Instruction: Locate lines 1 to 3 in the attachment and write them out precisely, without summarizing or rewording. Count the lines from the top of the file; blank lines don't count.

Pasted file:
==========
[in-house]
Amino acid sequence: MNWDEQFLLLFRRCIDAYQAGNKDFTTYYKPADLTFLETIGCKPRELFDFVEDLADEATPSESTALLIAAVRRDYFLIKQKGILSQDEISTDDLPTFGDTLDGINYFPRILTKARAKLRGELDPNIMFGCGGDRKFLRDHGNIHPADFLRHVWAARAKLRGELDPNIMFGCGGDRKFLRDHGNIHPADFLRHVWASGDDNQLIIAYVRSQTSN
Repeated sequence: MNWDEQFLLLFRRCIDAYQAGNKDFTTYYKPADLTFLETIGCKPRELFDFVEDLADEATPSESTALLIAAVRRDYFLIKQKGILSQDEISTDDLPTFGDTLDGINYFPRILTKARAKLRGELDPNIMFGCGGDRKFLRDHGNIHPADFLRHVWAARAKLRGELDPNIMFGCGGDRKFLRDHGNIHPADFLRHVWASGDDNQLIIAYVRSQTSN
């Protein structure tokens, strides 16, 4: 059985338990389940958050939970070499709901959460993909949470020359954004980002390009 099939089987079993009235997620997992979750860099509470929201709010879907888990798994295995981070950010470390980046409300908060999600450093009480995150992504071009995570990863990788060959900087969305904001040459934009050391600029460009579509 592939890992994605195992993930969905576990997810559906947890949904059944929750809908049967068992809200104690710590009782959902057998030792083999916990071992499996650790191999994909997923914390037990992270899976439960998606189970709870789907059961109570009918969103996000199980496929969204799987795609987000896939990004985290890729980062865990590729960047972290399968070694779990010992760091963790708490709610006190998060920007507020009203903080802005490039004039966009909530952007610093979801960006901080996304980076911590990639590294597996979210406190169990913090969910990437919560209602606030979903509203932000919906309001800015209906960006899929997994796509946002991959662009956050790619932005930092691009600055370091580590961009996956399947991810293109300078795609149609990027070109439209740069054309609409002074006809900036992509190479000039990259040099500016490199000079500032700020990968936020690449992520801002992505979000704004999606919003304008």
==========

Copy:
[in-house]
Amino acid sequence: MNWDEQFLLLFRRCIDAYQAGNKDFTTYYKPADLTFLETIGCKPRELFDFVEDLADEATPSESTALLIAAVRRDYFLIKQKGILSQDEISTDDLPTFGDTLDGINYFPRILTKARAKLRGELDPNIMFGCGGDRKFLRDHGNIHPADFLRHVWAARAKLRGELDPNIMFGCGGDRKFLRDHGNIHPADFLRHVWASGDDNQLIIAYVRSQTSN
Repeated sequence: MNWDEQFLLLFRRCIDAYQAGNKDFTTYYKPADLTFLETIGCKPRELFDFVEDLADEATPSESTALLIAAVRRDYFLIKQKGILSQDEISTDDLPTFGDTLDGINYFPRILTKARAKLRGELDPNIMFGCGGDRKFLRDHGNIHPADFLRHVWAARAKLRGELDPNIMFGCGGDRKFLRDHGNIHPADFLRHVWASGDDNQLIIAYVRSQTSN